Don't Wear A Day Of The Dead Costume On Halloween. Here's Why

Halloween is one time of the year where the old phrase "be yourself" doesn't apply. The holiday is much more fun when you can dress up as something totally unlike your actual personality. Some folks love to go all creep-out as vampires, killer clowns, and zombies, while others enjoy pretending to be characters from favorite movies and TV shows. You can get political in a Donald Trump mask or a Ruth Bader Ginsburg judge's robe. Or go punny, like the "breadwinner" and "green with envy" costumes shown here at Good Housekeeping. Couples can pair up as peanut butter and jelly, salt and pepper, bacon and eggs, or other fun food combos. And of course, dozens of pint-sized princesses and superheroes roam the streets on the 31st before turning back into tired, sugar-sated preschoolers.

In recent years, it's become increasingly common to see Day of the Dead decorations and accessories in stores, along with the Halloween pumpkins and giant spiders. Thanks in large part to the 2017 Pixar film "Coco," the holiday gained interest and popularity outside the Mexican/Latinx community, per Decider. But if you're thinking of celebrating All Hallow's Eve by painting your face as a colorful sugar skull — or going full-out by dressing as a lace-and-floral-clad skeleton — please think twice. Merging Halloween with El Día de los Muertes is all kinds of wrong, for several reasons.

Day of the Dead is about more than just dressing up

To start with, the two holidays fall on separate days of the calendar. Day of the Dead is a two-day festival that stretches from midnight on November 1 to just before midnight on the 2nd (via History). Dressing as a Day of the Dead figure on October 31 is like wearing a Santa Claus suit to your Thanksgiving dinner. (Isn't it bad enough that stores put out their Christmas trees right after Halloween?) But more significantly, wearing a Catrina outfit could be considered cultural appropriation if it's not part of your own identity.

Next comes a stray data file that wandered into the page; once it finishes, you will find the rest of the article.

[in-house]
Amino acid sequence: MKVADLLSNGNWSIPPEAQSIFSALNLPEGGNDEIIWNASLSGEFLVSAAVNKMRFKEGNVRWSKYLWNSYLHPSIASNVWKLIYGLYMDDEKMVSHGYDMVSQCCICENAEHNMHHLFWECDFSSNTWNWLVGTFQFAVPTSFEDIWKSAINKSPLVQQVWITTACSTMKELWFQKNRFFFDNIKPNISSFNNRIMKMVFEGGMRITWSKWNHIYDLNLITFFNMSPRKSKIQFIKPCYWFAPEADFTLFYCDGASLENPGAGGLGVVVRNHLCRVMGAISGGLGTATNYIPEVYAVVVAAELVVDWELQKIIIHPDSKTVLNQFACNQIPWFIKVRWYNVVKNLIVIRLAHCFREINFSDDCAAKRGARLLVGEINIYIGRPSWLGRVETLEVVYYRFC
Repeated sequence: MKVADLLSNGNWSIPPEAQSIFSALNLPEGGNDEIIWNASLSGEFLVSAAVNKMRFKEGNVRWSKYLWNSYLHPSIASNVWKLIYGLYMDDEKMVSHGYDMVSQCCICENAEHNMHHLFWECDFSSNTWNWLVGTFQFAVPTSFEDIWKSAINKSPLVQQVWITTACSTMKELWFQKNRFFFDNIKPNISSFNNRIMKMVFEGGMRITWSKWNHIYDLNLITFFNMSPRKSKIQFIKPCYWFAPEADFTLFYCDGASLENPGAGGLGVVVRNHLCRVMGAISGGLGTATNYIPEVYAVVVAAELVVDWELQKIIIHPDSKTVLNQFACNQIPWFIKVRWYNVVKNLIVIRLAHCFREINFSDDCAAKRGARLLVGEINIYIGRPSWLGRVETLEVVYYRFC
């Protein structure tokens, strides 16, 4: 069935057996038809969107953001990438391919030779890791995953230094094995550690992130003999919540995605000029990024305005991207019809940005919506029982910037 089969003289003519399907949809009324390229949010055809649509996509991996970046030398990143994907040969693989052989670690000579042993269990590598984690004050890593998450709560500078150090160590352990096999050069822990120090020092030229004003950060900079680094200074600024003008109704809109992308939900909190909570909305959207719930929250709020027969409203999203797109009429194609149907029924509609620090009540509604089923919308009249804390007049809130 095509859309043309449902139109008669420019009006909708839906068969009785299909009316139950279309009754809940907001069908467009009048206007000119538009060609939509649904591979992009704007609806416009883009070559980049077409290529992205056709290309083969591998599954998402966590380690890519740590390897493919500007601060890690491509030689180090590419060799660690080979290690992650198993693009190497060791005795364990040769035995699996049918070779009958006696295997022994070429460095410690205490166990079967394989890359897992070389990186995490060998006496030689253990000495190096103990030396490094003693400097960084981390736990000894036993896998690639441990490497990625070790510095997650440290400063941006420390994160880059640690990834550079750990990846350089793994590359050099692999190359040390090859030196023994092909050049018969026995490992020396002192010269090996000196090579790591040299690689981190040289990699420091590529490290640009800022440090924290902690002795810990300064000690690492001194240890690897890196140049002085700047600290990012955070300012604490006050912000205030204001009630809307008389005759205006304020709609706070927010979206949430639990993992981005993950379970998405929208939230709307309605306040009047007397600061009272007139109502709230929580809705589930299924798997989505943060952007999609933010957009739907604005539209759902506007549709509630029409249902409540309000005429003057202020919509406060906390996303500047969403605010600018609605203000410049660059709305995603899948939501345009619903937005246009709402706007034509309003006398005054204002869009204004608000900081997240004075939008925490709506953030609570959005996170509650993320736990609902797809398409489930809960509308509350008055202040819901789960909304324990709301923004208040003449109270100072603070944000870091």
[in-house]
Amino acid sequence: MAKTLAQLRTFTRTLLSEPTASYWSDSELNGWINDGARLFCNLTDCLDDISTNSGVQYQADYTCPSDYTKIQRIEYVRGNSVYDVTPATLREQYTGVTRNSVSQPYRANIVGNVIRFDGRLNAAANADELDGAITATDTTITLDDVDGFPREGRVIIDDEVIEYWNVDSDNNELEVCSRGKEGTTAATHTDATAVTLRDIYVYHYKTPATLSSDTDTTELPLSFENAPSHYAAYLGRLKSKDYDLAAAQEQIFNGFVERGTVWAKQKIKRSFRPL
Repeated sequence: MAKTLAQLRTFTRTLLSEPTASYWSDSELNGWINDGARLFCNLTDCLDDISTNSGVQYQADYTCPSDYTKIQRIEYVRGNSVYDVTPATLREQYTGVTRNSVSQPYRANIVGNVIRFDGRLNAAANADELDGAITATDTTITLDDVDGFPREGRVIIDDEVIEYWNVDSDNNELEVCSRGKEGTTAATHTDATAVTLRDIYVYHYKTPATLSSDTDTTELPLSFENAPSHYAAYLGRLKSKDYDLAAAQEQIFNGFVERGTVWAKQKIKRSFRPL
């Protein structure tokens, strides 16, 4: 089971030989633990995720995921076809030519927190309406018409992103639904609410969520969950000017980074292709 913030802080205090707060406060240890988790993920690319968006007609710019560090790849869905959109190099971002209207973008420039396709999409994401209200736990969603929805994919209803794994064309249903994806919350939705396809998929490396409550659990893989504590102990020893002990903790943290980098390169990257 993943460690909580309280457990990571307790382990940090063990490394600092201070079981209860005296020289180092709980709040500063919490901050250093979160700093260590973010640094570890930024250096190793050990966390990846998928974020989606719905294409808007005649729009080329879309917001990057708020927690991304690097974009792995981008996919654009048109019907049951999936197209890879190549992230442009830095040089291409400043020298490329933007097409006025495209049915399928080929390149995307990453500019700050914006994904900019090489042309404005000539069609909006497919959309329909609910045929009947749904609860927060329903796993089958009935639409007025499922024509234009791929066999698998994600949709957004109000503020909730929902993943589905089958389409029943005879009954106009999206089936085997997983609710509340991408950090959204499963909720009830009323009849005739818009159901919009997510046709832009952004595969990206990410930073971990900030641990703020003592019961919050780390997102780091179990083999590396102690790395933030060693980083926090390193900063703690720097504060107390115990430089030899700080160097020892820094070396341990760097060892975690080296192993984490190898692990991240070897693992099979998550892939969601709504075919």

Día de los Muertos is a tradition dating back to the ancient Aztecs, who believed that souls traveled on a nine-step journey to their final resting place. Family members would hold ceremonies in which they would offer food, drink and other items to help the departed along their way. Even now, the holiday is meant to be a time to remember and celebrate loved ones who have died. The traditional painted sugar skulls are meant to represent the deceased, as well as the importance of recognizing the "sweetness of life" (via Smithsonian).

Day of the Dead is definitely not "the Mexican Halloween," as some put it, per USA Today. And though it may have been acceptable years ago to wear a Catrina or similar outfit for trick-or-treating, it's thought to be offensive today.

Cultural Halloween costumes reduce communities to stereotypes

The same goes for costumes such as Mexican sombreros and serapes, Middle Eastern robes and turbans, and even religious costumes like nuns or Hasidic rabbis. Think of the backlash "Bachelor" contestant Rachael Kirkconnell got for old photos of herself dressed as a Native American and an antebellum Southern belle (via Entertainment Weekly). As Native American artist Henu Josephine Tarrant once told NPR, these typical Halloween costumes reinforce the image of indigenous people as the savage "cowboys-and-Indians" villain seen in old Westerns. "We aren't seen as modern-day people at all. That's also what makes it really difficult for people to understand that what they're doing is offensive," she told the outlet.

That's the essential problem with costumes like these: They reduce entire communities to simple stereotypes, which in turn enables discrimination, bias, and marginalization of these groups. Kirkconnell took this message to heart after she was called out on her costume choices. The controversy led to a difficult "Bachelor" finale and caused the two to separate for months.

So when you're deciding on your Halloween getup, Baylor University professor Mia Moody-Ramirez has a suggestion (via The Washington Post): "Ask yourself the question, does the culture you're imitating have a history of oppression? ... Are you able to remove something when you get tired of it and return to a privileged culture when others can't?"